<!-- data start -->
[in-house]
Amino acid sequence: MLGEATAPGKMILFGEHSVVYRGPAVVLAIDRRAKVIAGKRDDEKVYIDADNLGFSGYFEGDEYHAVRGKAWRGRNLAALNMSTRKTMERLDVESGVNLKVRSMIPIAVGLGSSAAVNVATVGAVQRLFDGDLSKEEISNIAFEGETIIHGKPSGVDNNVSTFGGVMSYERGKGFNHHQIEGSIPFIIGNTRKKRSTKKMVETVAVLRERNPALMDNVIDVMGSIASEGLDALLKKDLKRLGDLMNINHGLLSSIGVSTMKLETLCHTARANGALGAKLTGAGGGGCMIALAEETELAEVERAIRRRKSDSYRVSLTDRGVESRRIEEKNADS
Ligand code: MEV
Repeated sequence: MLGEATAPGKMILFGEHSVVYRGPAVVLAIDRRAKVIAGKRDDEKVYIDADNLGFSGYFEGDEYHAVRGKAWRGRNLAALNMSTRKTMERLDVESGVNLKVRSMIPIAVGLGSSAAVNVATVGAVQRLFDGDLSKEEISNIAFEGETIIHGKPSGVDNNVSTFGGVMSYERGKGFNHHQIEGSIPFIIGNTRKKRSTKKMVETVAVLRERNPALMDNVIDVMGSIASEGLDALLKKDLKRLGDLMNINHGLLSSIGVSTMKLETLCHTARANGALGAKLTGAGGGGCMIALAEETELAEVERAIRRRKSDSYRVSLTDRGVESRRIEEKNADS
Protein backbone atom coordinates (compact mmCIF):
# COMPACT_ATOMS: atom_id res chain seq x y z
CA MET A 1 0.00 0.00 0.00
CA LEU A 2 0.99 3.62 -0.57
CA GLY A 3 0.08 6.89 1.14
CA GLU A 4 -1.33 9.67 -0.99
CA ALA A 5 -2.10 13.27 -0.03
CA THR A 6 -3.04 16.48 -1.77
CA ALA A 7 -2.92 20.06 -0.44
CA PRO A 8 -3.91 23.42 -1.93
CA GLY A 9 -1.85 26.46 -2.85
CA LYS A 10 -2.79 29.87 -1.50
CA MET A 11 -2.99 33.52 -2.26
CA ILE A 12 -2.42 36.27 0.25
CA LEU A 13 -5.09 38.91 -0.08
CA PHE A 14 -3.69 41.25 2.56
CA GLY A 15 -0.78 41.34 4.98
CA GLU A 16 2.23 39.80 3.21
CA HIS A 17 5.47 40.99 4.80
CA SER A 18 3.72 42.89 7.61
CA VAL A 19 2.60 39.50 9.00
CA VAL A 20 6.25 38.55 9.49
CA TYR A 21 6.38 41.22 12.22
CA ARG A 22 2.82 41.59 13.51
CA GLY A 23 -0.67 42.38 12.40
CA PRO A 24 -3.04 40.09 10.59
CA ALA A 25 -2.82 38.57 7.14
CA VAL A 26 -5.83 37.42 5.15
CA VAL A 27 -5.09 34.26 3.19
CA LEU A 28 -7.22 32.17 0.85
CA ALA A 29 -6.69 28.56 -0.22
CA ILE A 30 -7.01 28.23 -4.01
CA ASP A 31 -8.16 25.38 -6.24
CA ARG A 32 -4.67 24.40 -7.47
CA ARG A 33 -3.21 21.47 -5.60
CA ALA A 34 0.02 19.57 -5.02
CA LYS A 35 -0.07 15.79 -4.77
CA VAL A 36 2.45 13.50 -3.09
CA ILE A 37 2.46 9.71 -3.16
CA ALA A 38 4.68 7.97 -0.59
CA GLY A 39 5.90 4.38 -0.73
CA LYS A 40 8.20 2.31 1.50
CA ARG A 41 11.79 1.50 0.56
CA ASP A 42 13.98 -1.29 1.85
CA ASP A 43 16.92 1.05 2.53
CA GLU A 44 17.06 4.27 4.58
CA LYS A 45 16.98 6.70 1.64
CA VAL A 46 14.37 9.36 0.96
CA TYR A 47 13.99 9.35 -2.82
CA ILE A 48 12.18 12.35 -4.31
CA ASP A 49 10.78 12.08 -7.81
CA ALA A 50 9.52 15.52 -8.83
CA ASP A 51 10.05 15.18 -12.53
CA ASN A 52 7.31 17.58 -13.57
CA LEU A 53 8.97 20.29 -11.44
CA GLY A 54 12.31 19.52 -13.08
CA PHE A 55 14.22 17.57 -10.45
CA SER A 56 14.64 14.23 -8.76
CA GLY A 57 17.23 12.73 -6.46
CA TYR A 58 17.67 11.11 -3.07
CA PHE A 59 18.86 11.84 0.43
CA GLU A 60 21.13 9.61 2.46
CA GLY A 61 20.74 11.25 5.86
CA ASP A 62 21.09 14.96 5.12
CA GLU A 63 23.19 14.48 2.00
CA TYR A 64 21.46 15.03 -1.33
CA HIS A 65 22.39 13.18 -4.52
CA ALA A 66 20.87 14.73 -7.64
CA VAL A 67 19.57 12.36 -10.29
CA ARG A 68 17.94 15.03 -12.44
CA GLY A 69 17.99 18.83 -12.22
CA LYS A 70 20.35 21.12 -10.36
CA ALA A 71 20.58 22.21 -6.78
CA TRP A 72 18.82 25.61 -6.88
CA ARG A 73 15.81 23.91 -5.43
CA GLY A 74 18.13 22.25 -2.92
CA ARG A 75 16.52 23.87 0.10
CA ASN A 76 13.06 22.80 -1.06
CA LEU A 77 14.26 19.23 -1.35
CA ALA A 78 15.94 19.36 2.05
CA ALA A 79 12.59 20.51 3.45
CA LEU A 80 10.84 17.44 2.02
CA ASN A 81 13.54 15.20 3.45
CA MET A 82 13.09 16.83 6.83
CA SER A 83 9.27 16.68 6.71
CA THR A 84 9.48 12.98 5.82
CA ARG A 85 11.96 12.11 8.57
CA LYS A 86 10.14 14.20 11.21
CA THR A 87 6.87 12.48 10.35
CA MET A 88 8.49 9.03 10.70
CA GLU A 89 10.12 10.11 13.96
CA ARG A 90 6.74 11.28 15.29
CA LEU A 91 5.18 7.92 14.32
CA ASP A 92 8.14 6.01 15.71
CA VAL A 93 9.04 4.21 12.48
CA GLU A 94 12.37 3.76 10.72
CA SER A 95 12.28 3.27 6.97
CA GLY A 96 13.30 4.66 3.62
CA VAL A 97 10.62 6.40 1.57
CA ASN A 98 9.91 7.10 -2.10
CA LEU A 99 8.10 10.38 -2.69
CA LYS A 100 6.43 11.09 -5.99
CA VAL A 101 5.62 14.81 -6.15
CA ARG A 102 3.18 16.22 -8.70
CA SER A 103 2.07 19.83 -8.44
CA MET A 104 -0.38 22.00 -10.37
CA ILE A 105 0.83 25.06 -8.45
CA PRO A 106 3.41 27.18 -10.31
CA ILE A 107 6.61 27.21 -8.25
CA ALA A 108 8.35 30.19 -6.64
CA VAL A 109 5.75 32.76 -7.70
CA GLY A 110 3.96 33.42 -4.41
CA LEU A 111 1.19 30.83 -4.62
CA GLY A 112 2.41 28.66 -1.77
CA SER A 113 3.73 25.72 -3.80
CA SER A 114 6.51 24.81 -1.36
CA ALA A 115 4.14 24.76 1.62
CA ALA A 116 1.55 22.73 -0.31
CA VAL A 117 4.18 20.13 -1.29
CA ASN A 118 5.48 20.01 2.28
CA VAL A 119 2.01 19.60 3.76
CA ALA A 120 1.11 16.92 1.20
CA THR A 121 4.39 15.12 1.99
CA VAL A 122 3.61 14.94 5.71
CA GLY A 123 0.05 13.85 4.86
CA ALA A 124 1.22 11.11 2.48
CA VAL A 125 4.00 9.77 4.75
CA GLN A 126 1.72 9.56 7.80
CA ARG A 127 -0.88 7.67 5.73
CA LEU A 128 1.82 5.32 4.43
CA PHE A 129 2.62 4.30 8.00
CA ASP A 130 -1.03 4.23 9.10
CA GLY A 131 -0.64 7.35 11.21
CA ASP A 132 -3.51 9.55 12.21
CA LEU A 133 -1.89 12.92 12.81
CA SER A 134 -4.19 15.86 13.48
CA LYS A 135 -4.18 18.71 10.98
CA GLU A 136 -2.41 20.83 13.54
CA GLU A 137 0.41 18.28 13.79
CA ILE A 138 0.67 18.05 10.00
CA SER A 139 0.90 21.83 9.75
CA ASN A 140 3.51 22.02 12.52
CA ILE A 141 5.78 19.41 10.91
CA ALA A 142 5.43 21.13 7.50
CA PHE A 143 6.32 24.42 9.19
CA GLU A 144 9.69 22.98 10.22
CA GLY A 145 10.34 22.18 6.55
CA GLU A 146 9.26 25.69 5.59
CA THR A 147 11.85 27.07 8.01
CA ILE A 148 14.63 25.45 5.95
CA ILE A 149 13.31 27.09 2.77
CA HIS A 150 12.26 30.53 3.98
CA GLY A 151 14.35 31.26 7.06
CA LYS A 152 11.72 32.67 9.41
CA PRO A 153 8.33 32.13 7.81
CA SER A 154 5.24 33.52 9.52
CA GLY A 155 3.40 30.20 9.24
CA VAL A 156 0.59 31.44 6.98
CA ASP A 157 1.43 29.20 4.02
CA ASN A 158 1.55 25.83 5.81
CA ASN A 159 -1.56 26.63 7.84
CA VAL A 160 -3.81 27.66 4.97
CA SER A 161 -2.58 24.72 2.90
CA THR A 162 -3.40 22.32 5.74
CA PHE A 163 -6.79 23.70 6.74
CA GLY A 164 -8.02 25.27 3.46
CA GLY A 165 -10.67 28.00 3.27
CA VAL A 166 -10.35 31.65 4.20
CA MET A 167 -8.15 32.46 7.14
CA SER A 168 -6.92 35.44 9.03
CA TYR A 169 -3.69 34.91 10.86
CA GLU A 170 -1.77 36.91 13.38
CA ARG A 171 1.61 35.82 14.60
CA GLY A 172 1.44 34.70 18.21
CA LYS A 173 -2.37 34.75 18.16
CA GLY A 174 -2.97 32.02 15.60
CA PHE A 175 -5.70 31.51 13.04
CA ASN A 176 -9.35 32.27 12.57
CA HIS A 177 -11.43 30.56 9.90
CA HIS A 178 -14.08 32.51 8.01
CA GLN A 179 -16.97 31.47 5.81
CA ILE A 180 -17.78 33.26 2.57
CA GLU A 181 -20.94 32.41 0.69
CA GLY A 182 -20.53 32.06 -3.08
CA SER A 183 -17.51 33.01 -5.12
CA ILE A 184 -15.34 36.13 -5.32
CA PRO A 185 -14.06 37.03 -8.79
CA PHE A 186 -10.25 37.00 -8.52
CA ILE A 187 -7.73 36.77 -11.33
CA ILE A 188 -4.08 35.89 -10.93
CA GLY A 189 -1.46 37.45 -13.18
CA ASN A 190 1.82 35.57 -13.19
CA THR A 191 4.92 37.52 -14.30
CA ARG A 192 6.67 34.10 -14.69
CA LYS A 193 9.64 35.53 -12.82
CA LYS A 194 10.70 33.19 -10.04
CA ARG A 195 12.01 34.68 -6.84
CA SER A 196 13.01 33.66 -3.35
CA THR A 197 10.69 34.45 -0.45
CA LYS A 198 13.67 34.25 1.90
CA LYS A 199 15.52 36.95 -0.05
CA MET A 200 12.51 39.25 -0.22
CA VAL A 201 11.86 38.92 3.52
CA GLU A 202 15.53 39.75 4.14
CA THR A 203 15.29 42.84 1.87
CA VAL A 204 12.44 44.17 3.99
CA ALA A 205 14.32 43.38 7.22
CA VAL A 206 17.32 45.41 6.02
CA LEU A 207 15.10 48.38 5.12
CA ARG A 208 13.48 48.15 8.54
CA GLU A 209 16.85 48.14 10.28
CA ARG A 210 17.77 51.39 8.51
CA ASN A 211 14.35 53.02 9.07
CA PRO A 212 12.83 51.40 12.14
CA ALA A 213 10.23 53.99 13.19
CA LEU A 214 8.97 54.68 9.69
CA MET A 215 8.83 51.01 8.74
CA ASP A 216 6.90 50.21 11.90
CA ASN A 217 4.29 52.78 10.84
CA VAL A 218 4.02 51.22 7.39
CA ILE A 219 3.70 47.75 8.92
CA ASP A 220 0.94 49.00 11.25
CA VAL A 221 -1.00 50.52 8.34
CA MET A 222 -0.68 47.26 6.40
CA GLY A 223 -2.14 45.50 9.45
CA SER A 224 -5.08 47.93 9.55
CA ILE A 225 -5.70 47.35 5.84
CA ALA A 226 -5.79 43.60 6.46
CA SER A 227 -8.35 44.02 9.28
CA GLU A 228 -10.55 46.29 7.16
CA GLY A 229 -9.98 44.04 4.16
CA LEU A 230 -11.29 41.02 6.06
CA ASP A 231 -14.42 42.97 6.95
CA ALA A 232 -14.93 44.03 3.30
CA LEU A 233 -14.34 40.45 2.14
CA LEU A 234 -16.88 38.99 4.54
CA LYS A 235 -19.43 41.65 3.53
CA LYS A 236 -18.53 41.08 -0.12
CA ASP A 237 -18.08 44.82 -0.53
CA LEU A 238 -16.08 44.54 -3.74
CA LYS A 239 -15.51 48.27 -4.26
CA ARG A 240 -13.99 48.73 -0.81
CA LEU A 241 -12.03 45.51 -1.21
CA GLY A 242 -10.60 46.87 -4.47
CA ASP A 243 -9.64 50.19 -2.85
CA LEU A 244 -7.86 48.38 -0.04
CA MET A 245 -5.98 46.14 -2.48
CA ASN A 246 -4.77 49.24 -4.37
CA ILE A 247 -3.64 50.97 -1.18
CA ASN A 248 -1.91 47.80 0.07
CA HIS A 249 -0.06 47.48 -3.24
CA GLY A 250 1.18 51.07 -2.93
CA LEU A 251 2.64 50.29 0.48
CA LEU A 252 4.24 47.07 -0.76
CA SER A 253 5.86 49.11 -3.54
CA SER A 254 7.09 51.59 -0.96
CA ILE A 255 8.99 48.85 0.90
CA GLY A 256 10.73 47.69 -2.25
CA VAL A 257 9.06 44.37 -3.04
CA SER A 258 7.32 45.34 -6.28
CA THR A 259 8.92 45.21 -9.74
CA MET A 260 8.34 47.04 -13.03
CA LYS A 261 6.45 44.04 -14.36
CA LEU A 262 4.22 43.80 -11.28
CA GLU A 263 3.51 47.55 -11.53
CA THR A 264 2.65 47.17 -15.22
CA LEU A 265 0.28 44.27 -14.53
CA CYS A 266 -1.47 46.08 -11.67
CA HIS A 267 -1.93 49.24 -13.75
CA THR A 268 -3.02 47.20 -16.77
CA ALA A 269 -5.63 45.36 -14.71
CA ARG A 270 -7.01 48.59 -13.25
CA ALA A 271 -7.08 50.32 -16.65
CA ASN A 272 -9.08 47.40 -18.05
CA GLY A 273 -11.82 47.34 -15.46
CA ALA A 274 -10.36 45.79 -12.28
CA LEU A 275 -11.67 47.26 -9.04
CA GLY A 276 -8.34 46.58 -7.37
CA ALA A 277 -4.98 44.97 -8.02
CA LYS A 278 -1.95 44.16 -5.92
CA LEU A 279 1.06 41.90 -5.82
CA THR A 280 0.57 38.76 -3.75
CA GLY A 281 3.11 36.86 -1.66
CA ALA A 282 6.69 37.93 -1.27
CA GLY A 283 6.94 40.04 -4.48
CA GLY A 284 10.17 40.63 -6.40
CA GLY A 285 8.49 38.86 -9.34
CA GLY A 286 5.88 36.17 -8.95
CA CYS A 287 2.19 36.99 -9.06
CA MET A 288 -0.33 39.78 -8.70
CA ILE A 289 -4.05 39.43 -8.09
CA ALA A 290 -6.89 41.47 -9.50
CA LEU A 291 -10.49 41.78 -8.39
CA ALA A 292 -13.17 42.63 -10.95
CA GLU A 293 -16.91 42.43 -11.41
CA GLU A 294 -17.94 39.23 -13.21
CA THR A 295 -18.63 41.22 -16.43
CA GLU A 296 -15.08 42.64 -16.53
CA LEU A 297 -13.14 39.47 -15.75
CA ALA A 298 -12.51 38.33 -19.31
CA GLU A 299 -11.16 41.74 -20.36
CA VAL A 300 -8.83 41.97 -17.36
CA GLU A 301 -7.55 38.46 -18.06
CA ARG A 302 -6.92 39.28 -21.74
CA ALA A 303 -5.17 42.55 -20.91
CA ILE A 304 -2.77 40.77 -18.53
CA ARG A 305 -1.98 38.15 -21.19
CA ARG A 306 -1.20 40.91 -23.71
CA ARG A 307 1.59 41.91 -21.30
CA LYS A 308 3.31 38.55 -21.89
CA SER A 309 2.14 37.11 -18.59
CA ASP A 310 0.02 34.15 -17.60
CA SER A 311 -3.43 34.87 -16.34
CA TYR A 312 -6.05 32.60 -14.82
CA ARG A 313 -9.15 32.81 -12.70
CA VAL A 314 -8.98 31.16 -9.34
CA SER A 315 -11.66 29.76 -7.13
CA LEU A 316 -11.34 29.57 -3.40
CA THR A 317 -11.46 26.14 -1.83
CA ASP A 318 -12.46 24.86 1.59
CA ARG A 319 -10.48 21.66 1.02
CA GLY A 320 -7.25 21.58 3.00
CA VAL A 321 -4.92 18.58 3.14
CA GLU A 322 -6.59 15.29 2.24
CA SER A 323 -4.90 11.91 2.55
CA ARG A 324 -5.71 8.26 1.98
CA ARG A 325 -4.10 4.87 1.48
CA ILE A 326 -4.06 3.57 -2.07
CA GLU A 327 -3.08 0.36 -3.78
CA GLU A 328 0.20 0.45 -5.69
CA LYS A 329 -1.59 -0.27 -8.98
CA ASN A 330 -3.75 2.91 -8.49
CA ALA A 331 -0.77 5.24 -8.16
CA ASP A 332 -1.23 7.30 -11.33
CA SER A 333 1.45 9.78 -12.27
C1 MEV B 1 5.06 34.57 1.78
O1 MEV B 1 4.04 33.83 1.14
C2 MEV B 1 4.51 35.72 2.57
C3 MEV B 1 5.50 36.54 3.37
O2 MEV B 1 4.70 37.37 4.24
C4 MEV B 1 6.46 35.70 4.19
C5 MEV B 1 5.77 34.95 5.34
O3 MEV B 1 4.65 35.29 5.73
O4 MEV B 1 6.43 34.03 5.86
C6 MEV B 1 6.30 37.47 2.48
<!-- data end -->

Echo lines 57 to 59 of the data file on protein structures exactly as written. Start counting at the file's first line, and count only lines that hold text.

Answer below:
CA ASP A 51 10.05 15.18 -12.53
CA ASN A 52 7.31 17.58 -13.57
CA LEU A 53 8.97 20.29 -11.44